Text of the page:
(For MMW’s complete coverage of Under The Radar: Mobility, click here.)
In this economy, mobile marketing must get consumers to spend more. Right now, SMS coupons are considered bleeding-edge. But at the Monetize session at Under The Radar, companies are thinking well beyond current marketing abilities. Toro and Billing Revolution in particular have been the most interesting companies so far today…
Toro offers the most futuristic, fascinating solution yet–beyond even what’s happening in advanced mobile consumer markets like Japan and northern Europe. It could usher in a whole new version of multi-channel marketing. Let’s say there’s an ad poster on a bus stop bench or side of a building. You take your phone out–excuse me, phone with an NFC chip inside–and literally “tap” the ad with it. Presto–you’ve just opted in to receive a marketing message.
Here’s where it gets targeted: (1) Toro technology can tell marketers where you were and what time it was when you tapped the ad; (2) can check marketers’ databases to see if your phone has “tapped” on a brand’s ad before, and if you are a frequent or just sporadic customer. Thus, the advertiser can decide what kind of marketing offer to send you based on these bits of data (like offering a free cup to a frequent customer, and a 50%-off coupon to a new customer). Fascinating, though Toro CEO Laurent Renard admits that the company will (A) have to convince handset makers the world over to put an NFC chip in all their devices; and (B) see “A”.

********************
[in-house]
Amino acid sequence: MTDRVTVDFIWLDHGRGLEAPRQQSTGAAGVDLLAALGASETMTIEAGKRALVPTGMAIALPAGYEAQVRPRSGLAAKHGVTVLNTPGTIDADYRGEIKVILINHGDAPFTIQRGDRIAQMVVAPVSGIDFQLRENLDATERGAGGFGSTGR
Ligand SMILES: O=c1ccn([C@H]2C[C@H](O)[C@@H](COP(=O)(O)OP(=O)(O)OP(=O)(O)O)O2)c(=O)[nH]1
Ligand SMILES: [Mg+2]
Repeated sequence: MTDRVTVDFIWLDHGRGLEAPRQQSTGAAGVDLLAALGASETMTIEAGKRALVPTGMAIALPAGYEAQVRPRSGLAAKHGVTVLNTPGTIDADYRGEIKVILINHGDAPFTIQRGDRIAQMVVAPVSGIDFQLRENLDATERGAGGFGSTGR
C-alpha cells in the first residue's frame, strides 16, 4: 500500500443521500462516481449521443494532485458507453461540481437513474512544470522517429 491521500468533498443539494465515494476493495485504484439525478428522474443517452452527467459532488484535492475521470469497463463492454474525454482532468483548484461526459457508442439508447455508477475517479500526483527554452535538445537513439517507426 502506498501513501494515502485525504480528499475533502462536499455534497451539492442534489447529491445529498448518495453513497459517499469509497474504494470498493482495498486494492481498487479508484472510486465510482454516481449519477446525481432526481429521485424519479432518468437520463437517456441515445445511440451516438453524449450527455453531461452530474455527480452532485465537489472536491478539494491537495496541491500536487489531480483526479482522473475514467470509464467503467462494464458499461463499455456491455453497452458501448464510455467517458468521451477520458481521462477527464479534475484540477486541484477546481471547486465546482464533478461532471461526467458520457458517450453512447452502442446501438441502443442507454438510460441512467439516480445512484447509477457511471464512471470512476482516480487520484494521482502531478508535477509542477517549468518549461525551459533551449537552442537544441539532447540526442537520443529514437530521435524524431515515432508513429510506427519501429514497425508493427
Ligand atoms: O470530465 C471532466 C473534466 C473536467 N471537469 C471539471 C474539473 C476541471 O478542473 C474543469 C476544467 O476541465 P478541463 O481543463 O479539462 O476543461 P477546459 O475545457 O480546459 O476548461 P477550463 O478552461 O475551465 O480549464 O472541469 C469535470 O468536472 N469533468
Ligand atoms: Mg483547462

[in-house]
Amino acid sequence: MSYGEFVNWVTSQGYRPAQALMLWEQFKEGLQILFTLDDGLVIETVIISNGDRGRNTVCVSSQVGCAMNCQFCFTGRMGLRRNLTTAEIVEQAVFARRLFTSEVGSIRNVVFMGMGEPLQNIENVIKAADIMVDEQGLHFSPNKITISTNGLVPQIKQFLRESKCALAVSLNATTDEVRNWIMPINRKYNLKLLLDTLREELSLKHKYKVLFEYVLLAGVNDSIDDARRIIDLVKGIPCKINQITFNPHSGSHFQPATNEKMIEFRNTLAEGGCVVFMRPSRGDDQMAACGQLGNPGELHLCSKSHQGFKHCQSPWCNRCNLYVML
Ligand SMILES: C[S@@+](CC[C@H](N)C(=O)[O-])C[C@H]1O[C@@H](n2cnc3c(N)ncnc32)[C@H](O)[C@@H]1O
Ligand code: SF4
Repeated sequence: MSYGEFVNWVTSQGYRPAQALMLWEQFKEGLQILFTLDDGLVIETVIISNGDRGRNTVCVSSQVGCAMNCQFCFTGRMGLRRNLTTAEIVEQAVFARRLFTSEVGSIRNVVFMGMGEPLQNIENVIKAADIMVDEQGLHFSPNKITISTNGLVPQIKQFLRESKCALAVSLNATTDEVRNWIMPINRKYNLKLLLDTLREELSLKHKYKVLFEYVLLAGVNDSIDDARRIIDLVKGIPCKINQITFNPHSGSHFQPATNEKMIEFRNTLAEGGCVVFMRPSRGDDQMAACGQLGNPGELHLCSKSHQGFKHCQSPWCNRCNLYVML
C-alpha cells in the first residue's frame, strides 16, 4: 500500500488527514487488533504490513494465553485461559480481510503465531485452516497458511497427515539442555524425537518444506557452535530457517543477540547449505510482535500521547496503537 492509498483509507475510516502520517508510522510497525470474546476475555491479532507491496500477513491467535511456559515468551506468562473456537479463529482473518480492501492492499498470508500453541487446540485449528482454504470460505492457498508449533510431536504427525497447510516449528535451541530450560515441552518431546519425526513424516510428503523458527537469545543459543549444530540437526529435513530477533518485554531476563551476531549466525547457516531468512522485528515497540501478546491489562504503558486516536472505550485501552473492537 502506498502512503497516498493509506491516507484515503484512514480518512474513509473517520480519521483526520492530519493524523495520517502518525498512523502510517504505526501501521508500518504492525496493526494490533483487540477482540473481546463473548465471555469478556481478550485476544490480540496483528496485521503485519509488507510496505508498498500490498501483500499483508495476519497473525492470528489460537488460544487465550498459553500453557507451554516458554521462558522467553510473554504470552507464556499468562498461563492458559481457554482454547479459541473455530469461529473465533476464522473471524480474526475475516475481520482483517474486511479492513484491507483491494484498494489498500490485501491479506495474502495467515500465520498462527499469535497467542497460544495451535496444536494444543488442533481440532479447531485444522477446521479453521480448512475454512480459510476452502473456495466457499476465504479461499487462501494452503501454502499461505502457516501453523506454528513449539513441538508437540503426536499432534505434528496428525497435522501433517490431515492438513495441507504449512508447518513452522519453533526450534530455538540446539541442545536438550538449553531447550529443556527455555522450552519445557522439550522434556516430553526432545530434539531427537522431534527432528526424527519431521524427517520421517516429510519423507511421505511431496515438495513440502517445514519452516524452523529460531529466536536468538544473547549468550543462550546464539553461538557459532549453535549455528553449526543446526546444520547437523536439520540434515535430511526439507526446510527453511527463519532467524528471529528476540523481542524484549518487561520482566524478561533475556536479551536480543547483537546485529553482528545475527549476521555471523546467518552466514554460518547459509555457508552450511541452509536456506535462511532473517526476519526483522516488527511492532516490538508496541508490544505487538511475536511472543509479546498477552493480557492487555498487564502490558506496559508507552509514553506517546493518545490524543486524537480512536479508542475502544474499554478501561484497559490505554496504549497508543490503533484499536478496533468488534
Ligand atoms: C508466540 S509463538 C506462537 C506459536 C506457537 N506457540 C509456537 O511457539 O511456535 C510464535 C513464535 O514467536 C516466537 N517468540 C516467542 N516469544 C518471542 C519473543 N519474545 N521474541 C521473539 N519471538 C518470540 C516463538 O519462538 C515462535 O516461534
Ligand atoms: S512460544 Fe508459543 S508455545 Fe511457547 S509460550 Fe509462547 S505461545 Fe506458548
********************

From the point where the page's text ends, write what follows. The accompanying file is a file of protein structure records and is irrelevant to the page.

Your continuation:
Billing Revolution allows people to make payments with their mobile phones. Their software extends the credit card to the mobile platform–and can be used to sell anything to anybody. Ever jones for a pizza but didn’t have the cash? With Billing Revolution, you can pay for that pizza with your mobile phone (and, I’m thinking, if the pizzeria is smart, maybe get a coupon for a future pie purchase). CEO Andy Kleitsch says that unlike Paypal, the sign-up process for consumers is easy and doesn’t require them to go to a website to do so. So buyers are going to be more willing to use the service, if the retailer offers it.
Mojiva hopes to beat Google and other ad platforms by offering a self-serve ad purchasing service. What differentiates the technology, says CEO Dan Groikhman, is that ads will be served on mobile Web sites according to keyword-based and location-based criteria–the importance of which seasoned mobile marketers already know all about. Not only does Mojiva strive to place ads in the most relevant places possible; it also claims to make it easy for marketers to purchase ads in the first place.